Table of Contents
Affiliate link notice: As an affiliate of BetterHelp and other third-party vendors, We will receive compensation if you make a purchase using the links provided on this page. For more information, visit our disclosure page.
Last Updated on April 3, 2023 by Randy Withers, LCMHC
Are mental health and oral health connected?
Let’s look at the evidence, starting with physical health in general.
Research shows a clear link between good physical health and positive mental wellbeing. When you exercise, you experience a release of endorphins that makes you feel more focused.
The opposite is also true: if you eat poorly, sleep rarely, and never exercise, you’re more likely to develop chronic low moods and stress-induced mental illness.
Oral hygiene is an important part of your overall physical health as well. But have you ever thought about the relationship between oral hygiene and mental wellbeing?
Your mouth is a breeding ground for bacteria, both good and bad, which can make its way into your gut and bloodstream, which has a direct effect on your emotional health.
Read on to learn more about the relationship between your oral health and your state of mind.
The Link Between Mental Health and Oral Health
There is an explicit link between mental health and oral health.
Research shows that those suffering from acute mental illnesses are 2.7 times more likely to experience tooth loss due to gum and decay. And, the relationship between mental and oral health is reciprocal. Poor oral health may lead to poor mental health and exacerbate already existing issues.
Research also shows that long-term oral infections can cause the metastatic spread of inflammation around your body. As your immune system fights to protect you from pathogens, it will become weaker. A weaker immune system can lead to depression and other mental health disorders.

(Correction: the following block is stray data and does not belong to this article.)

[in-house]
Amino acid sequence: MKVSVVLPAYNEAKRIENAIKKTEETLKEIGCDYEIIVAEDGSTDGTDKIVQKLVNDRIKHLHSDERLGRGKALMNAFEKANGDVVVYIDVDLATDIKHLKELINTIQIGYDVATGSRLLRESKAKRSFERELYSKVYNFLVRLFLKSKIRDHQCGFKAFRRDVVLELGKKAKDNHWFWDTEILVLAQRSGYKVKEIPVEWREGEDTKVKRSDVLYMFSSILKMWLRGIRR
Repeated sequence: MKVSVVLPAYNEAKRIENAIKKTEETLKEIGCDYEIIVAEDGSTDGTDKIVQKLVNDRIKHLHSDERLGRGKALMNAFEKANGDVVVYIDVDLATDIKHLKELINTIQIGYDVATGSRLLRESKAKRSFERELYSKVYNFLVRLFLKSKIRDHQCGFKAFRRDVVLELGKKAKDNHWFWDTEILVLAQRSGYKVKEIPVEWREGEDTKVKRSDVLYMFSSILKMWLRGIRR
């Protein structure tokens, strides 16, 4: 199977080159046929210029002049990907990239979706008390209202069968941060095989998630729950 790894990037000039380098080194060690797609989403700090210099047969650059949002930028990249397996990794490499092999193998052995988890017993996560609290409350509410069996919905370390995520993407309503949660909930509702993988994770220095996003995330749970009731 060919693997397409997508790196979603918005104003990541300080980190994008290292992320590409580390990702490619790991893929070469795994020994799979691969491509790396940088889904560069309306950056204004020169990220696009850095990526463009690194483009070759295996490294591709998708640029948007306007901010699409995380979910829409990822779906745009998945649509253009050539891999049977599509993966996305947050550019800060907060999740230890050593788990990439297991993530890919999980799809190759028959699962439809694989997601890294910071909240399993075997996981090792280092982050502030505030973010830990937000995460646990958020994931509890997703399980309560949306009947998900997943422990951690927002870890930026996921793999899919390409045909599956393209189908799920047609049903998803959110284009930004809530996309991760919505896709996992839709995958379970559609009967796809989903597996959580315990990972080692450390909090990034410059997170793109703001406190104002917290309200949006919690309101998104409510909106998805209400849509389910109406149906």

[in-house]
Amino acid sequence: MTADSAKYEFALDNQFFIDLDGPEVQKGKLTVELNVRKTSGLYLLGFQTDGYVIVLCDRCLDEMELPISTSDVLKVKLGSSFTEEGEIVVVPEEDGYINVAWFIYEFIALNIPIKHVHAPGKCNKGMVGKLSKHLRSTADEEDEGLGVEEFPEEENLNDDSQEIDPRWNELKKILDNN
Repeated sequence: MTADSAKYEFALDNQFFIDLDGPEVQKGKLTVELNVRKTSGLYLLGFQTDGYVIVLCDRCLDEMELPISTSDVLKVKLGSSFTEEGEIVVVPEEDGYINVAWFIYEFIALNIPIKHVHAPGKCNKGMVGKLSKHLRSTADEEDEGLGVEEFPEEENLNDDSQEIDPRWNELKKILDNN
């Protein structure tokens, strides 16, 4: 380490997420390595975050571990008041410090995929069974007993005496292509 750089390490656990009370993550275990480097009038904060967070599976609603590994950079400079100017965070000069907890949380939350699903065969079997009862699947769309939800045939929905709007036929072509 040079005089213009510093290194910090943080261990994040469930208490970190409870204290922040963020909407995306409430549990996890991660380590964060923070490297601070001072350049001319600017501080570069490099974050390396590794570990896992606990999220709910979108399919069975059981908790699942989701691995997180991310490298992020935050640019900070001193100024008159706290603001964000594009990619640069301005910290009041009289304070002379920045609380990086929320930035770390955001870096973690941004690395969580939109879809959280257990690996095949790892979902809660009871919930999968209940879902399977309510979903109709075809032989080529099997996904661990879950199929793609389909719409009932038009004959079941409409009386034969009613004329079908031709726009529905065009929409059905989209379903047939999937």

Some studies show that oral infections can lead to a decrease in cognitive function. When your neural system is negatively affected, you can experience heightened levels of apathy and anxiety.
Eating Disorders and Oral Health
People suffering from eating disorders are prone to oral health issues due to malnourishment and acid wear.
Sufferers of anorexia nervosa frequently abstain from food, or strictly limit a specific food group and calories.
The longer you go without food, the more likely it is that you’ll experience acid reflux (or gastroesophageal reflux). This reflux occurs when your stomach acid moves back up into your throat, causing heartburn or vomiting.
An increase in vomiting and the regularity of your acid reflux leads to tooth decay and erosion. The acid damages your teeth by extracting and breaking down the enamel layer’s calcium.
This process exposes your sensitive dentine layer to external substances, leading to tooth sensitivity, decay, and loss.
Sufferers of the bulimia nervosa and rumination disorders regularly self-induce vomiting, leading to prolonged acid exposure and wearing down enamel.
Research shows that over a third of those suffering from eating disorders will experience tooth decay. People who regularly regurgitate their food and drink are over 7 times more likely to suffer from tooth decay.
It’s also worth noting that people with eating disorders are more likely to suffer from obsessive disorders like OCD. These disorders make them more inclined to over-brush their teeth, leading to increased levels of tooth erosion.
Can infected teeth cause depression?
While it is not fair to say that infected teeth (i.e., gum disease) cause depression, consider it a contributing factor.
Studies show a relationship between inflammation in the body and increased levels of depression. While many factors play a role in the development of clinical depression, both are linked to increased inflammatory activation of the immune system. This in turn affects the central nervous system and can lead to mood disturbance.
Gum disease is a major source of inflammation, so good oral hygiene is as essential to mental wellness as exercise, sleep, and relaxation techniques such as mindfulness and yoga.